Sounds good. I am not sure about the heavier boat rising further due to momentum and thus falling further. Since it requires a greater mass of water to support it, it will sit lower in the wave if it is supported on less than its waterline length. Consequently it is moving through less distance, and possibly over a greater time if its speed is less.
My physics is rusty but I would think that the force exerted is that required to lift the mass by however much the centre of buoyancy rises, and that distance being less, the velocity and thus momentum are less.
Hence the observation that heavy boats rise and fall less.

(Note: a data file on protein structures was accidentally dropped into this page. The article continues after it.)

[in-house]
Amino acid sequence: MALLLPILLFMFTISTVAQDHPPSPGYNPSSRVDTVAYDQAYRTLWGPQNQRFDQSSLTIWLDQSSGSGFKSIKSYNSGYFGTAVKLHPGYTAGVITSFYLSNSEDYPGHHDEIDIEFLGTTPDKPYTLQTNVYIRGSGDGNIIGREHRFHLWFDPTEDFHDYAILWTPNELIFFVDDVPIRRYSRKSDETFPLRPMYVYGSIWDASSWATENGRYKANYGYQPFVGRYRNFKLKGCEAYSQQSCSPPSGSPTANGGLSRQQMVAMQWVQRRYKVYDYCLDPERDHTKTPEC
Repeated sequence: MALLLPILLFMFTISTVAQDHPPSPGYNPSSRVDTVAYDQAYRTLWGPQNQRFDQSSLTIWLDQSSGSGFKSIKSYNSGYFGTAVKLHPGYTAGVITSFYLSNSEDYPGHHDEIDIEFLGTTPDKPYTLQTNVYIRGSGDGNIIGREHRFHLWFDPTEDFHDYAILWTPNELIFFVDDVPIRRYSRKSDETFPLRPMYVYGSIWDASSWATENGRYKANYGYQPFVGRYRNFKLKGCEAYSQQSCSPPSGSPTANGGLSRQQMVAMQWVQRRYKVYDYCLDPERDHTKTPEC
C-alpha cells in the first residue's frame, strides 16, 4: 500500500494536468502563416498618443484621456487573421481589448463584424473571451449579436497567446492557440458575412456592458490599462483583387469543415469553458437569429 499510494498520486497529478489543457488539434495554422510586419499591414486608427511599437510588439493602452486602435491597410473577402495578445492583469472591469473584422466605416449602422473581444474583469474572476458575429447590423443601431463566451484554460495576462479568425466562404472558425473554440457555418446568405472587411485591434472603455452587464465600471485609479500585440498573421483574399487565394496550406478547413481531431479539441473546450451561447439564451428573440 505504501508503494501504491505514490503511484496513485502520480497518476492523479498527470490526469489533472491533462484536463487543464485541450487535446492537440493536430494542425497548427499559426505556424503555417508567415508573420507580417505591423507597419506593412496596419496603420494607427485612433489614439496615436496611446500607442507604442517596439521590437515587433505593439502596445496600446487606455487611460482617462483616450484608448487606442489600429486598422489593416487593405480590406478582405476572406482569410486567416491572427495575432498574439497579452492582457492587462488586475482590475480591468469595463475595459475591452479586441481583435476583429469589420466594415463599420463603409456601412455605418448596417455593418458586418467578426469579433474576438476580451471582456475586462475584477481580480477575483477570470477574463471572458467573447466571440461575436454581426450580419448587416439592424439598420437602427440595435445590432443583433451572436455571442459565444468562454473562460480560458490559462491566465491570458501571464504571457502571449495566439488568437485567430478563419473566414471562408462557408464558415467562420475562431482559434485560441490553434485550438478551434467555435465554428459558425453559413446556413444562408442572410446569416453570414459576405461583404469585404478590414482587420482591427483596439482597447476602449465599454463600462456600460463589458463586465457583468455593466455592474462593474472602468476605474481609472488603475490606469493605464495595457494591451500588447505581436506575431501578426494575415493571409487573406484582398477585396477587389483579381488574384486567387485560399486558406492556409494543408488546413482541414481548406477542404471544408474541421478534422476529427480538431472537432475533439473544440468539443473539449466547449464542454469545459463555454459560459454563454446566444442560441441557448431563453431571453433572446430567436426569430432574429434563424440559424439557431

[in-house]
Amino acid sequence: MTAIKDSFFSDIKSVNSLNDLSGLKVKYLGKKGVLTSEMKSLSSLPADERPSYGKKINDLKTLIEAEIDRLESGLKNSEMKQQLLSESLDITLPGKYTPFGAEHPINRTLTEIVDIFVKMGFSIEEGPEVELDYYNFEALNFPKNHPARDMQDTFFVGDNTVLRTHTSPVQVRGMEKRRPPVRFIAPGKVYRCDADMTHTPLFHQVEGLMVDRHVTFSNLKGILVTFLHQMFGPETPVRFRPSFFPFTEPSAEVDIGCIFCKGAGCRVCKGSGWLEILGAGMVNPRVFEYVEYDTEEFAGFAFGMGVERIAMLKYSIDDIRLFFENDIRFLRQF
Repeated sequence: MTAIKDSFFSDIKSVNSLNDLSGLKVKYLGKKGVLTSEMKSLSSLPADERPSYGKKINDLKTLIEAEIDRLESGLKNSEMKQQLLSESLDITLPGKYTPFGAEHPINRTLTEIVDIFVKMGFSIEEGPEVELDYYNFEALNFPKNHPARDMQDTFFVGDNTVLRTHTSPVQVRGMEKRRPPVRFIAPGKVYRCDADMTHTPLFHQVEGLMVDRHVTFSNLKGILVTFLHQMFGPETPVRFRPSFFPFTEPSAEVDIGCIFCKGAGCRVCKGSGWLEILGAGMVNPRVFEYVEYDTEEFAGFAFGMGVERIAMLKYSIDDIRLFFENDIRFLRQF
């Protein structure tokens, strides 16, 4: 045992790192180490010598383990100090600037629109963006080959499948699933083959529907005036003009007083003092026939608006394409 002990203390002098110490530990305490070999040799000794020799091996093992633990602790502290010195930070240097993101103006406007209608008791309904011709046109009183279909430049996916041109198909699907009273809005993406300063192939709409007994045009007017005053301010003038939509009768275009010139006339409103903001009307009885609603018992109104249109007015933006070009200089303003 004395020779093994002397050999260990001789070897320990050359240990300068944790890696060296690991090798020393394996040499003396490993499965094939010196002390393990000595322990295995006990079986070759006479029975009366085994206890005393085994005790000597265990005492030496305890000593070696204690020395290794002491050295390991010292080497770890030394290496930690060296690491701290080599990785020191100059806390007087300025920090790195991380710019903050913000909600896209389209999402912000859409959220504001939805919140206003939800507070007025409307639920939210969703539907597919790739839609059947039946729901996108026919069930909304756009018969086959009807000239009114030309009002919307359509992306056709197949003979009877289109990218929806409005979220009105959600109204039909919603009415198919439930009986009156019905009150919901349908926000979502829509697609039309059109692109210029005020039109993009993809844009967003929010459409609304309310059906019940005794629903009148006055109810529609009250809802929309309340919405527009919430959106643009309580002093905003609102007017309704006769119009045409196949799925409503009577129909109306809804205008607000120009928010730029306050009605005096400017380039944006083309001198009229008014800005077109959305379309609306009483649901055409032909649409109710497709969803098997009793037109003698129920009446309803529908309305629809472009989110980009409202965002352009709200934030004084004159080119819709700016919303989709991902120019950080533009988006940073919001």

As to pitching through cutting through waves, given your assumptions of equal buoyancy forward it follows that the boat with an overhang must have a blunter bow or at least fuller sections forward to match volumes. However in practice it may not.
With wide quarters a modern boat may rise less at the bow to the waves because of the dampening provided by the stern, but as the wave reachs the stern it will rise more and the bow go lower. It seems to me that in a following sea the stern will rise more and hence the bow go down more.
With overhangs much of the pitch will arise initially from the shorter waterline giving a greater angle of pitch, with reduced dampening until the overhangs immerse. Hence the hobbyhorsing.
Just thoughts as I find it of interest although I claim no expertise.